Home » 05 - Risdon D NICHOLS » Risdon D. Nichols – Grave #5, Confederate Lot, Lexington Cemetery

Risdon D. Nichols – Grave #5, Confederate Lot, Lexington Cemetery

Risdon D. Nichols
Company A, 56 Georgia Infantry

Born: about 1833 in Georgia
Died: September 12, 1862 in Lexington, Fayette County, Kentucky
Buried: September 12, 1862 in Lexington, Fayette County, Kentucky


Risdon was born around 1833 to E. R. and Sally Nichols and was living with his parents and siblings in Henry County, Georgia at the time of the 1850 Federal Census. He was 17 years old at that time. He married Amanda M Swinney in Spalding County Georgia on 26 September 1855. The 1860 Federal Census shows Risdon, Amanda and their son and daughter residing in Clayton County, Georgia. I am not certain if this indicates a move in residence, as Clayton County was established in 1858 and it is possible that the area they were living in merely changed name.

Risdon D Nichols enlisted as a Corporal into Company A of the 56 Georgia Infantry on April 28, 1862 at Campbellton, Campbell County, Georgia (now consolidated into Fulton County). By September 12, 1862, 4 ½ months after enlistment, Risdon would be dead.

Risdon’s military records, represented by three documents, give little indication of what he experienced or where he was located during that time.  A payroll indicates that he was on the Roll on June 13, 1862 and had enlisted for a period of three years by Captain Brewster. According to this document, Risdon received $50 payment.

The 56 Georgia Infantry had been involved in the recapture of Cumberland Gap by the summer of 1862. Sometime before late August of that year, the 56th had been assigned to Daniel Leadbetter’s Brigade and would eventually head north into Kentucky. Although the 56 Georgia Infantry does not appear to have been directly involved in the Battle of Richmond (August 29-30, 1862), they did enter Richmond on September 3rd and were involved in the parole of the Federal Prisoners.

The Register of Confederate Soldiers, Sailors, and Citizens who Died in Federal Prisons and Military Hospitals in the North, 1861-1865 reports that Risdon D. Nichols died in Lexington, Kentucky on September 12th and was buried in the National Lot. Lexington Cemetery Records also indicate that Risdon was buried on September 12, 1862. Because the Federals had left Lexington immediately after the Confederate win at Richmond, and the movement of the Confederate troops into Lexington by September 2, 1862, I think it is possible that Risdon was not actually a POW, but instead had been brought into Lexington with the advancing troops following the Battle of Richmond.  This is not something I can claim with certainty, but it does seem very likely.

The final military document, dated January 16, 1863 indicates that Risdon D. Nichols’ name “appears on a register of claims of deceased officers and soldiers from Georgia which were filed for settlement in the Office of the Confederate States Auditor for the War Department.”; this was presented by Risdon’s widow, Amanda M. Nichols.

By 1870, Amanda Nichols has moved to Texas with her children, Henry (who is identified as R. D. in 1860) and Amanda, and lives adjacent to her parents, Henry and Martha Swinney, in Upshur County, Texas.


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8 thoughts on “Risdon D. Nichols – Grave #5, Confederate Lot, Lexington Cemetery

  1. Welcome to the GeneaBloggers family. Hope you find the association fruitful; I sure do. I have found it most stimulating, especially some of the Daily Themes.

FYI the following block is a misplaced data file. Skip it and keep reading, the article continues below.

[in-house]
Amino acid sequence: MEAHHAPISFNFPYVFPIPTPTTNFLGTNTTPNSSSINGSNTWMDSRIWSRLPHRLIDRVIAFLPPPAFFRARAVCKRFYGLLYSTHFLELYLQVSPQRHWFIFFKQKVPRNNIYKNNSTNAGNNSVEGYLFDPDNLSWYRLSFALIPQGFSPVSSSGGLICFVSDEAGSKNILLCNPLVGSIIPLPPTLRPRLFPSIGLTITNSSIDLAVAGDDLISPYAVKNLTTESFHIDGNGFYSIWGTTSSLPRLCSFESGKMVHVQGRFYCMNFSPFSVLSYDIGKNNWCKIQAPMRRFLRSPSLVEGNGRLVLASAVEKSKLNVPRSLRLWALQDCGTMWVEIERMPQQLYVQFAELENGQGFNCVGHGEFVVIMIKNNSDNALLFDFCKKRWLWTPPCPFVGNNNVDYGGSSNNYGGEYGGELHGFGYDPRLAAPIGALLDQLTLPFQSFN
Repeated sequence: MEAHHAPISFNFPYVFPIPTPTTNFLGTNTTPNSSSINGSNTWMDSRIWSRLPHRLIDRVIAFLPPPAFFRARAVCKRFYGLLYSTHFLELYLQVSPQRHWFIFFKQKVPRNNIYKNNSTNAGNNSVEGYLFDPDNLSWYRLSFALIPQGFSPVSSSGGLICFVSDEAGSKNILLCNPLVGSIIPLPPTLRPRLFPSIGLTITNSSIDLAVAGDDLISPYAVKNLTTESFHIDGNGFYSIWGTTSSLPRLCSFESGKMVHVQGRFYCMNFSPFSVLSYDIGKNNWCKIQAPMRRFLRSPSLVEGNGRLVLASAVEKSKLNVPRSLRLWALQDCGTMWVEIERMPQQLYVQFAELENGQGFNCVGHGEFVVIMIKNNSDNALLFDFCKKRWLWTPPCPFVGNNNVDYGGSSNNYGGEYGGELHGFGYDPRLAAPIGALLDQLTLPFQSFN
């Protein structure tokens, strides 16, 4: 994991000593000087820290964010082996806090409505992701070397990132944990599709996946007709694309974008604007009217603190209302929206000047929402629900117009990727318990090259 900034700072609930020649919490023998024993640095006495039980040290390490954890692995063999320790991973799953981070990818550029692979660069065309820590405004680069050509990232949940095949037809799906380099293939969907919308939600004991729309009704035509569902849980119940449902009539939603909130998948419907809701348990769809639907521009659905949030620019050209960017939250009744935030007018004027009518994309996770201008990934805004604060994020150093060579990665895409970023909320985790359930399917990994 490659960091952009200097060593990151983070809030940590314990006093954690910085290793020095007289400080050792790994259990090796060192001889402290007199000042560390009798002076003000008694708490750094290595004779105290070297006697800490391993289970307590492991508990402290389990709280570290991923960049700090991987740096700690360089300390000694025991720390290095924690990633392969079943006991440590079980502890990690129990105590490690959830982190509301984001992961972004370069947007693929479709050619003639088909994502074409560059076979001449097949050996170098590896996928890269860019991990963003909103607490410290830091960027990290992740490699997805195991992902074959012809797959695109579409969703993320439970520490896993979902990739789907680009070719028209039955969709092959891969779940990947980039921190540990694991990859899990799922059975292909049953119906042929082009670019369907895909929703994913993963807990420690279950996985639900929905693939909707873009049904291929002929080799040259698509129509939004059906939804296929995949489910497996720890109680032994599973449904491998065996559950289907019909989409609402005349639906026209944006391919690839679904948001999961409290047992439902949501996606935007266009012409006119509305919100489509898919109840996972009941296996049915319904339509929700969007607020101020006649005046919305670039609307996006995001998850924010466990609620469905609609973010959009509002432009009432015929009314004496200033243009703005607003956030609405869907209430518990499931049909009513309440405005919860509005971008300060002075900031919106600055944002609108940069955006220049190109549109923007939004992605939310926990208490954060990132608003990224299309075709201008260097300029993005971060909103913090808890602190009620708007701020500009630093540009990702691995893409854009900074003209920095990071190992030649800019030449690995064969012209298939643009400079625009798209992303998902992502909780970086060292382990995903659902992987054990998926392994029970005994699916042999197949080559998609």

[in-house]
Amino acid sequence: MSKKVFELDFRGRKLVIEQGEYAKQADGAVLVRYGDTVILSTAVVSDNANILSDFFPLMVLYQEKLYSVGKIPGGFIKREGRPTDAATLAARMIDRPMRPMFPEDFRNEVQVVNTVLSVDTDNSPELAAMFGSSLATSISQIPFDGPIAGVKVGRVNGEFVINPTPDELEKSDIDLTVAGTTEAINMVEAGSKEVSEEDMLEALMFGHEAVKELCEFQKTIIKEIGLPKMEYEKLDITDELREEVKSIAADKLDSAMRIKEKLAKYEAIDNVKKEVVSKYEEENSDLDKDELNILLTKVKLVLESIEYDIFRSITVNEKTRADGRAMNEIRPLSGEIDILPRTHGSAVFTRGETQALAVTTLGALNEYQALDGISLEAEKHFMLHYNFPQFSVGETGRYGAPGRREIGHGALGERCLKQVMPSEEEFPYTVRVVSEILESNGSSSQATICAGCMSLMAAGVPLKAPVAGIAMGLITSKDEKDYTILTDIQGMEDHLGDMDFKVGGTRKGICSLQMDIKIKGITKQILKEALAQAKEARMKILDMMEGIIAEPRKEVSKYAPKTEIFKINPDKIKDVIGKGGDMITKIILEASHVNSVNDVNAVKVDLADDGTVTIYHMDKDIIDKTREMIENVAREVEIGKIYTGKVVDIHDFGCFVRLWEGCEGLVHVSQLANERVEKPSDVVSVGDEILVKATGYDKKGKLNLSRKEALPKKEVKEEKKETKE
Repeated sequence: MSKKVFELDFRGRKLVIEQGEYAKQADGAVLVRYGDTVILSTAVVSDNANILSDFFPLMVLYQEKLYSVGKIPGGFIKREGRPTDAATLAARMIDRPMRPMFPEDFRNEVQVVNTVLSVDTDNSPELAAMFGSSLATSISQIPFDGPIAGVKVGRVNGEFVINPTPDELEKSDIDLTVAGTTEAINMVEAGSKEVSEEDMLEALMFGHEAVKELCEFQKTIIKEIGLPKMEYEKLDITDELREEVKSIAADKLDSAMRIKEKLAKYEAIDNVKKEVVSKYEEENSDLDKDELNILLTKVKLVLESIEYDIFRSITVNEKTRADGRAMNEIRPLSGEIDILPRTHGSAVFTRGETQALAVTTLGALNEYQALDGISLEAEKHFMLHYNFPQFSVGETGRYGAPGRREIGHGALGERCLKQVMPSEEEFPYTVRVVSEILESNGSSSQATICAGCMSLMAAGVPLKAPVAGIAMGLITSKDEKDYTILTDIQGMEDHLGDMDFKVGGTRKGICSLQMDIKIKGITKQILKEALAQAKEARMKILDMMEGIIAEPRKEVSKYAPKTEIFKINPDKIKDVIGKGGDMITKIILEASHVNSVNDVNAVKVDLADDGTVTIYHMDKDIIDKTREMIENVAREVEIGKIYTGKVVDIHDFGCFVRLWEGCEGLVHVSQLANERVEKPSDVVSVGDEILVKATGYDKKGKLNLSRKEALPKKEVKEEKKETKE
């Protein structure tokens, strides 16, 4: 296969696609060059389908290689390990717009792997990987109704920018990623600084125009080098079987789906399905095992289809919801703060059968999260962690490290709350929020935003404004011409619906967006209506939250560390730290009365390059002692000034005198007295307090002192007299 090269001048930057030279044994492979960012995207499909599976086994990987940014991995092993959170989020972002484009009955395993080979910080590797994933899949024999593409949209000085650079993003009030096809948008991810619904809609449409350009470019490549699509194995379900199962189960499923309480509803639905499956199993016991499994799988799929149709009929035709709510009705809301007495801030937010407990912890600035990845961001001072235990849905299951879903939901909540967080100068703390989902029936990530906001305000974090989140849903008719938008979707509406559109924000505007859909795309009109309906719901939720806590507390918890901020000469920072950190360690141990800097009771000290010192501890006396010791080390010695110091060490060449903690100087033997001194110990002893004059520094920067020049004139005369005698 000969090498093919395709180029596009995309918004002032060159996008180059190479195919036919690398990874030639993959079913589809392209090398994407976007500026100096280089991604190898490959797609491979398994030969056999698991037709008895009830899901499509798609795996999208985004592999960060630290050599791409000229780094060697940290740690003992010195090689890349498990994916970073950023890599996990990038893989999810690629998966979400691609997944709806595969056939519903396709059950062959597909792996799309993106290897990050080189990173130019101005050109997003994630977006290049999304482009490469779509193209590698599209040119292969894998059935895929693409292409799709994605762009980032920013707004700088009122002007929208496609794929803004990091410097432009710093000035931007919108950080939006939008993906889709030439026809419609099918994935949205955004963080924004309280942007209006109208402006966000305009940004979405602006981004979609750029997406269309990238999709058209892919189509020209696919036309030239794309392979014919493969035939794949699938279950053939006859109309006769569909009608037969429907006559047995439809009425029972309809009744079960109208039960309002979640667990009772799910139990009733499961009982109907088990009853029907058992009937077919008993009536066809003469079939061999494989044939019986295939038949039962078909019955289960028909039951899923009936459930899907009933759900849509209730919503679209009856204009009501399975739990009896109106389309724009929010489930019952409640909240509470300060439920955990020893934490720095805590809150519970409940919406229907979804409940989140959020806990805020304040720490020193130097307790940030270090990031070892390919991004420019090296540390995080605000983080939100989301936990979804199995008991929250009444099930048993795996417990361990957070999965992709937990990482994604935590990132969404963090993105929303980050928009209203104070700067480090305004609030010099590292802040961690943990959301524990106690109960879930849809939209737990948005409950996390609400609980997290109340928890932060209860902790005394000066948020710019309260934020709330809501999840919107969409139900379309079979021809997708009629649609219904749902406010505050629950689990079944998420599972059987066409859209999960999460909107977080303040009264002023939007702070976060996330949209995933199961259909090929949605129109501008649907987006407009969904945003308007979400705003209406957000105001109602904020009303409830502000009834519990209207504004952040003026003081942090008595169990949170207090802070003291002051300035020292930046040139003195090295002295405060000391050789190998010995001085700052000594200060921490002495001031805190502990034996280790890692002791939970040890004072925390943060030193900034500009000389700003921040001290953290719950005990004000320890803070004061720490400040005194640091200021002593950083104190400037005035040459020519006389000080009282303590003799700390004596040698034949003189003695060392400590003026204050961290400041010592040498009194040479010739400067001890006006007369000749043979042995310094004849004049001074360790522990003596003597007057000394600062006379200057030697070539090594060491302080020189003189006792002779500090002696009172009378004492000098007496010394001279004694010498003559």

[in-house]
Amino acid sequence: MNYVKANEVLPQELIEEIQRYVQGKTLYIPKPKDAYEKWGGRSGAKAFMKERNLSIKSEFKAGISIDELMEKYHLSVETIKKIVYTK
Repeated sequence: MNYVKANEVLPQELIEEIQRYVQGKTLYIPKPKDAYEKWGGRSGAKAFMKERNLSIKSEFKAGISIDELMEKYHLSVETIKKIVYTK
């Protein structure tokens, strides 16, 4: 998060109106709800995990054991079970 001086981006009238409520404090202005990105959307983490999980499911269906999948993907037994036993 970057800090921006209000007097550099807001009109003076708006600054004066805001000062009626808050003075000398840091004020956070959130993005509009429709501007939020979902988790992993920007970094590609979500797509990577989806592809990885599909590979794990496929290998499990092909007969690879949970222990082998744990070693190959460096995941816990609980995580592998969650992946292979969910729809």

May you keep sharing your ancestor stories!

    Dr. Bill ;-)
    Author of “13 Ways to Tell Your Ancestor Stories” and family saga novels:
    “Back to the Homeplace” and “The Homeplace Revisited”
    The Heritage Tourist at In-Depth Genealogist: http://www.indepthgenealogist.com/

    Liked by 1 person

  2. Welcome to Geneabloggers!! I just recently found the grave of a Civil War ancestor. I am going to do a couple of posts on him. His name was Daniel Sherwood. He was 15 when he was killed; close to the end of the War. If he had survived that particular battle, I believe the chances are good he would have returned home to his family. I find the Civil War very interesting. I never expected to find his grave in a National Cemetery because so many were unknown. There was on a tombstone in Illinois, but I don’t believe his body was returned there. Will be doing more research on this.



    Liked by 1 person

  3. Thanks so much for putting this up. Your information/research matches up exactly with mine. Risdon D. Nichols was my 3rd-great grandfather. I had thought he died a POW but wasn’t so sure after doing additional research on the dates.

    I am descended from his son, Edward Henry through his son, William Arthur. I just discovered Risdon’s burial place in Lexington in mid-2012 and am always looking for more info.

    Again, thanks for bringing these men to life again

    Liked by 1 person

    • I’m not certain if I replied a year ago (!) when you left this comment, so if not, I am sorry for the delay. Some personal issues came up and took center stage in my life for a while and I had to set my project aside.

      I am back now and have started posting the soldiers again.

      I am so glad to know that you found your 3rd-greatgrandfather. It makes me happy to know you found him before I posted his information on this site – I image a lot of these soldiers are largely lost. I just want to get their final resting place “out there” so they can be found.

      I think Risdon escaped being forgotten because he had children; most of these soldiers appear to be little more than boys themselves and did not have children to carry on their memory.

      Thank you for stopping by!


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